Why high population growth need not be a problem

According to the latest forecasts by the Office for National Statistics, the population of the UK is going to increase to 73.7m by 2036, with net migration accounting for over 90% of that increase. The usual suspects are up in arms. Nigel Farage describes it as a ‘population crisis’ which is ‘rapidly getting worse and damaging the quality of life for everyone’. The issue was also raised at this week’s ‘Popular Conservatism’ (‘PopCon’) launch event.

One should not dismiss this as scaremongering, ‘scapegoating foreigners’ or ‘demonising migrants’, because it is nothing of the sort. It is true that the British housing stock is woefully inadequate for the population that is already here, never mind millions more. Something similar could be said about much of the country’s physical infrastructure, as well as some of its public services.

So I am not going to do the cheap thing, and accuse Farage & Co of ‘dogwhistle racism’ or ‘stirring up hatred’, because I don’t think that’s accurate, or fair.

But what I will accuse them of is a defeatist ‘Cheems Mindset’. The Faragistas have completely resigned themselves to the idea that Britain is inherently incapable of coping with a growing population.

The ONS forecast implies a population growth rate of about 0.6% per annum. That is a lot. But it is not, in any way, exceptional – neither by international nor by historical standards.

In the 19th century, the population of England used to grow by more than 1% per annum, so over the course of the century as a whole, it more than trebled, from under 10m to over 30m. This was also an era of steady improvements in virtually every respect. Britain became richer, housing became more affordable, the country became more mobile, and the population’s health was improving, as indicated by the rising life expectancy and falling infant mortality. (Indeed, the latter two explain why the population grew so fast in the first place.)

In the 1920s and 1930s, population growth rates were about the same as what the ONS forecasts today, yet this was also an era of economic and social improvements. Britain clearly was once capable of coping, and very successfully so, with population growth rates comparable to, or higher, than current ones.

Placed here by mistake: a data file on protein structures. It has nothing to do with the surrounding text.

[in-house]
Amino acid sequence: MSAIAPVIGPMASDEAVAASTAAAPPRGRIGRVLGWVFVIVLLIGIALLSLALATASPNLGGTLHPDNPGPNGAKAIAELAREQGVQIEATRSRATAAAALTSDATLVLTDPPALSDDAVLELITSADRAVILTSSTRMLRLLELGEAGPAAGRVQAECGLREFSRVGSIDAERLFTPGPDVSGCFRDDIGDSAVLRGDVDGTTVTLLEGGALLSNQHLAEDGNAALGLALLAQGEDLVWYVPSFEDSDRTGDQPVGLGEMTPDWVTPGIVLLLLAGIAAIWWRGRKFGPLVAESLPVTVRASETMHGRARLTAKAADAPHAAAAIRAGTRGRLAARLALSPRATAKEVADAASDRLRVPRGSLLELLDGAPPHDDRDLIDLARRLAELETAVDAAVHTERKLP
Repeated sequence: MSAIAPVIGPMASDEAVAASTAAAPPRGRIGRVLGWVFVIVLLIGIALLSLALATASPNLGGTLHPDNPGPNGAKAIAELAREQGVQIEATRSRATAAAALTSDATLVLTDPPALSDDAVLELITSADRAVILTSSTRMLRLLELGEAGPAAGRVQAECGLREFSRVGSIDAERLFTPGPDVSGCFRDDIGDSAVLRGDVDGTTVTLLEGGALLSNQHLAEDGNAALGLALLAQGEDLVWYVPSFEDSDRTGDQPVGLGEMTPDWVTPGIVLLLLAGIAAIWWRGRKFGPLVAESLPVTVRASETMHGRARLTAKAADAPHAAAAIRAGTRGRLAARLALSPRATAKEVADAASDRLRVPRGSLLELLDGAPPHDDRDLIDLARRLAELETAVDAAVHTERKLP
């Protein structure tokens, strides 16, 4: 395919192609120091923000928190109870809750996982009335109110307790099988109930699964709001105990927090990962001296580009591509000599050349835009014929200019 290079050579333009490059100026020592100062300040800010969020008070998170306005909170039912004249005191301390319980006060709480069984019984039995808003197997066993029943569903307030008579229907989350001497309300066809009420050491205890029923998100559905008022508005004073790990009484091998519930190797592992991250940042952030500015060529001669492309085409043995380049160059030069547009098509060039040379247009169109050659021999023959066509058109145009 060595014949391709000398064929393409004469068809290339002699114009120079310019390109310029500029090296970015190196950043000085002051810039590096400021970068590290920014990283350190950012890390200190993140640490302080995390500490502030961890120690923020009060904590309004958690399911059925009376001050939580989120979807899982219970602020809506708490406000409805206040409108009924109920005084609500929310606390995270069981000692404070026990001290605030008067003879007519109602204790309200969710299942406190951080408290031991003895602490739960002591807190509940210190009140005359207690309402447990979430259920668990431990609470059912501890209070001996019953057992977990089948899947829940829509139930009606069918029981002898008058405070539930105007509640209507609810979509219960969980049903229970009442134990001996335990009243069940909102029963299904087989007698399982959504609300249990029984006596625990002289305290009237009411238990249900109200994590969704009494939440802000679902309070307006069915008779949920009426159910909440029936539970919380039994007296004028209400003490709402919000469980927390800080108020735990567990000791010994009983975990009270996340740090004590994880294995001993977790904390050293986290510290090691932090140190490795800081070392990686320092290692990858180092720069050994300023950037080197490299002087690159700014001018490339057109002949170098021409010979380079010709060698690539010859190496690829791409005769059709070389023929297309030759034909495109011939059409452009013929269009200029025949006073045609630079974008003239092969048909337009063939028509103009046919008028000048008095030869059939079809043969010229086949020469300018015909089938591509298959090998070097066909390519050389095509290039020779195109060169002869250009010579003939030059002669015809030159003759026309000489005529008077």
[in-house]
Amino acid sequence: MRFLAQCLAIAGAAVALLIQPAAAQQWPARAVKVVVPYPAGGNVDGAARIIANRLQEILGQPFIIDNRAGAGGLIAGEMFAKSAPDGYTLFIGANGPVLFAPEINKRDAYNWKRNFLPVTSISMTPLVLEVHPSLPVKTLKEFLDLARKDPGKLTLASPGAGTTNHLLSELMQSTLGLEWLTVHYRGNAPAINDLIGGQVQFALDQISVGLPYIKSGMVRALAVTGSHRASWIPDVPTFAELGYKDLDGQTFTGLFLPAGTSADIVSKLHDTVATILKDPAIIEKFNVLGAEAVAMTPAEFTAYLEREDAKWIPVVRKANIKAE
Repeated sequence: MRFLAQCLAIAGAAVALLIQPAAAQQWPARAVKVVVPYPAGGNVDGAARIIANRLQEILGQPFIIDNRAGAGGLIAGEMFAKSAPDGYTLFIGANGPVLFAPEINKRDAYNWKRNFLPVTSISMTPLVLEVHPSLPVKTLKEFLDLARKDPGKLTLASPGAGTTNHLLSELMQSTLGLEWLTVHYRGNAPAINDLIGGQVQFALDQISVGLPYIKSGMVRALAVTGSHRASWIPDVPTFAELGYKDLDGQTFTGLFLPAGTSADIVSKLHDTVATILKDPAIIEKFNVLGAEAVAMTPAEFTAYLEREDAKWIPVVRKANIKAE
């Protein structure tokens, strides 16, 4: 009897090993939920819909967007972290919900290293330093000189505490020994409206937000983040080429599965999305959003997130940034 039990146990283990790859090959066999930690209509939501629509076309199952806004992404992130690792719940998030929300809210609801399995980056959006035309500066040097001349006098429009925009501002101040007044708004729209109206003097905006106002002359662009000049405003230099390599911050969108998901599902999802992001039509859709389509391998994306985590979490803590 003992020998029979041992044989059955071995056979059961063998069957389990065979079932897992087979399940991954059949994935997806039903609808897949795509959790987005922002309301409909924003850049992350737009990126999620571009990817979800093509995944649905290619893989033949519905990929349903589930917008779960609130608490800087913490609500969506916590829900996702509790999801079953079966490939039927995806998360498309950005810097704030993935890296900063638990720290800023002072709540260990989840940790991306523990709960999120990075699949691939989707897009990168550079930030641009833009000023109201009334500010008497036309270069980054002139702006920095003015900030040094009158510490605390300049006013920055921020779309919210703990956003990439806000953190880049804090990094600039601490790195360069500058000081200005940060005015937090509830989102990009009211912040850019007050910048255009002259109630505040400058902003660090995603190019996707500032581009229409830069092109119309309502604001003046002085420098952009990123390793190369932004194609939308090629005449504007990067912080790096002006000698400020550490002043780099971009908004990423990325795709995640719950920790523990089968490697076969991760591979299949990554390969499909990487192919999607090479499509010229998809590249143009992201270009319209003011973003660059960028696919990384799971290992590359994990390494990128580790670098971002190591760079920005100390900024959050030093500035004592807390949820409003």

So what changed?

It is very simple. Back then, Britain used to build things. Britain used to build houses, roads, railways, and much else. The country’s housing stock, for example, used to grow by between 1% and 2% per year, outstripping population growth.

Some economists believe that high population growth is a good thing. I would not go quite so far, but at least, high population growth often coincides with good times. For example, in the 1950s and 1960s, the population of West Germany grew by over 20% (from 51mto over 61m), as a result of a domestic post-war baby boom, an influx of refugees from East Germany and the former Eastern territories, and the arrival of migrant workers from Southern Europe. In West German folk memory, this period is not at all associated with a “population crisis” that was “rapidly getting worse and damaging the quality of life for everyone”. It is, on the contrary, remembered as the golden age of Ludwig Erhard’s Wirtschaftswunder.

In the second half of the 20th century, the population of Japan grew from 83m to 127m, the population of Taiwan grew from under 8m to over 22m, and the population of South Korea grew from just over 20m to just under 47m. A ‘population crisis’ that was ‘damaging the quality of life for everyone’? Far from it: this was when those countries came to be known as the “Asian Tigers”, who caught up with, and in some cases, overtook the West.

Over the course of my lifetime (since 1980), the population of Singapore has more than doubled, from 2.4m to 5.6m today, and the population of Hong Kong has grown by 40%, from 5.2m to 7.3m. Happy days.

None of this is to say that we should just accept, or even welcome, the migration flows forecast by the ONS. One can make a perfectly good case for an immigration system that is a lot more selective in either economic or in cultural terms – or both. But the fact that Britain is not building housing and infrastructure is a huge problem in its own right, and it would still be one even if we had the kind of immigration system that Nigel Farage would be happy with.


This article was first published on CapX

Head of Political Economy

Dr Kristian Niemietz is the IEA's Editorial Director, and Head of Political Economy. Kristian studied Economics at the Humboldt Universität zu Berlin and the Universidad de Salamanca, graduating in 2007 as Diplom-Volkswirt (≈MSc in Economics). During his studies, he interned at the Central Bank of Bolivia (2004), the National Statistics Office of Paraguay (2005), and at the IEA (2006). He also studied Political Economy at King's College London, graduating in 2013 with a PhD. Kristian previously worked as a Research Fellow at the Berlin-based Institute for Free Enterprise (IUF), and taught Economics at King's College London. He is the author of the books "Socialism: The Failed Idea That Never Dies" (2019), "Universal Healthcare Without The NHS" (2016), "Redefining The Poverty Debate" (2012) and "A New Understanding of Poverty" (2011).

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